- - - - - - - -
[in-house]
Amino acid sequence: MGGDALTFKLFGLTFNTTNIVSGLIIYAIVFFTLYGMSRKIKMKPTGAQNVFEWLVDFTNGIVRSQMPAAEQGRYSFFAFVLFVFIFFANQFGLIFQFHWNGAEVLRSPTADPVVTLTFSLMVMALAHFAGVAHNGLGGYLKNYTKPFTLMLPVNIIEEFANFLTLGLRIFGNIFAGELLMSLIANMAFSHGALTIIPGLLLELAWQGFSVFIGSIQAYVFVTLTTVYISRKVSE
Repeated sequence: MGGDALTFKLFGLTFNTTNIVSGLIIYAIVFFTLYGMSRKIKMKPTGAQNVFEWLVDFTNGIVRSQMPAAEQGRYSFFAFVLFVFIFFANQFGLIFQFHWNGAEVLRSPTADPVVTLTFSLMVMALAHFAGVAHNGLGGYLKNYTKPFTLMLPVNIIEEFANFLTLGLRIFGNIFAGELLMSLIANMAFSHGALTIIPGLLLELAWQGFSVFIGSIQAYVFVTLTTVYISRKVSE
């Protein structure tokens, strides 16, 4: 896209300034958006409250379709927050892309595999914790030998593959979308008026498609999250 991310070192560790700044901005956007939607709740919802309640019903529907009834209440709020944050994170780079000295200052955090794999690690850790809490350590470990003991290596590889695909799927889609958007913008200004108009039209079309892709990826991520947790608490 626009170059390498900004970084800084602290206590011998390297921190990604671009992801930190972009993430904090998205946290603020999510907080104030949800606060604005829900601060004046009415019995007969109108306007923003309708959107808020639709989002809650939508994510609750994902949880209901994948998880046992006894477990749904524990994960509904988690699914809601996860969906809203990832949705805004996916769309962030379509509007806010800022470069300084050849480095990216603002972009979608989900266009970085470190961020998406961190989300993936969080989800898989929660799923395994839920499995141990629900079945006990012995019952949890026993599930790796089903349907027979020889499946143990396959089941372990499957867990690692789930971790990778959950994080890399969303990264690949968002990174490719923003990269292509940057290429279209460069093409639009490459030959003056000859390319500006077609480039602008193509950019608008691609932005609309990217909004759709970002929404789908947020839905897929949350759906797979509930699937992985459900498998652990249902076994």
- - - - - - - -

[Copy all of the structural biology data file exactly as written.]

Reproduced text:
[in-house]
Amino acid sequence: MGGDALTFKLFGLTFNTTNIVSGLIIYAIVFFTLYGMSRKIKMKPTGAQNVFEWLVDFTNGIVRSQMPAAEQGRYSFFAFVLFVFIFFANQFGLIFQFHWNGAEVLRSPTADPVVTLTFSLMVMALAHFAGVAHNGLGGYLKNYTKPFTLMLPVNIIEEFANFLTLGLRIFGNIFAGELLMSLIANMAFSHGALTIIPGLLLELAWQGFSVFIGSIQAYVFVTLTTVYISRKVSE
Repeated sequence: MGGDALTFKLFGLTFNTTNIVSGLIIYAIVFFTLYGMSRKIKMKPTGAQNVFEWLVDFTNGIVRSQMPAAEQGRYSFFAFVLFVFIFFANQFGLIFQFHWNGAEVLRSPTADPVVTLTFSLMVMALAHFAGVAHNGLGGYLKNYTKPFTLMLPVNIIEEFANFLTLGLRIFGNIFAGELLMSLIANMAFSHGALTIIPGLLLELAWQGFSVFIGSIQAYVFVTLTTVYISRKVSE
């Protein structure tokens, strides 16, 4: 896209300034958006409250379709927050892309595999914790030998593959979308008026498609999250 991310070192560790700044901005956007939607709740919802309640019903529907009834209440709020944050994170780079000295200052955090794999690690850790809490350590470990003991290596590889695909799927889609958007913008200004108009039209079309892709990826991520947790608490 626009170059390498900004970084800084602290206590011998390297921190990604671009992801930190972009993430904090998205946290603020999510907080104030949800606060604005829900601060004046009415019995007969109108306007923003309708959107808020639709989002809650939508994510609750994902949880209901994948998880046992006894477990749904524990994960509904988690699914809601996860969906809203990832949705805004996916769309962030379509509007806010800022470069300084050849480095990216603002972009979608989900266009970085470190961020998406961190989300993936969080989800898989929660799923395994839920499995141990629900079945006990012995019952949890026993599930790796089903349907027979020889499946143990396959089941372990499957867990690692789930971790990778959950994080890399969303990264690949968002990174490719923003990269292509940057290429279209460069093409639009490459030959003056000859390319500006077609480039602008193509950019608008691609932005609309990217909004759709970002929404789908947020839905897929949350759906797979509930699937992985459900498998652990249902076994």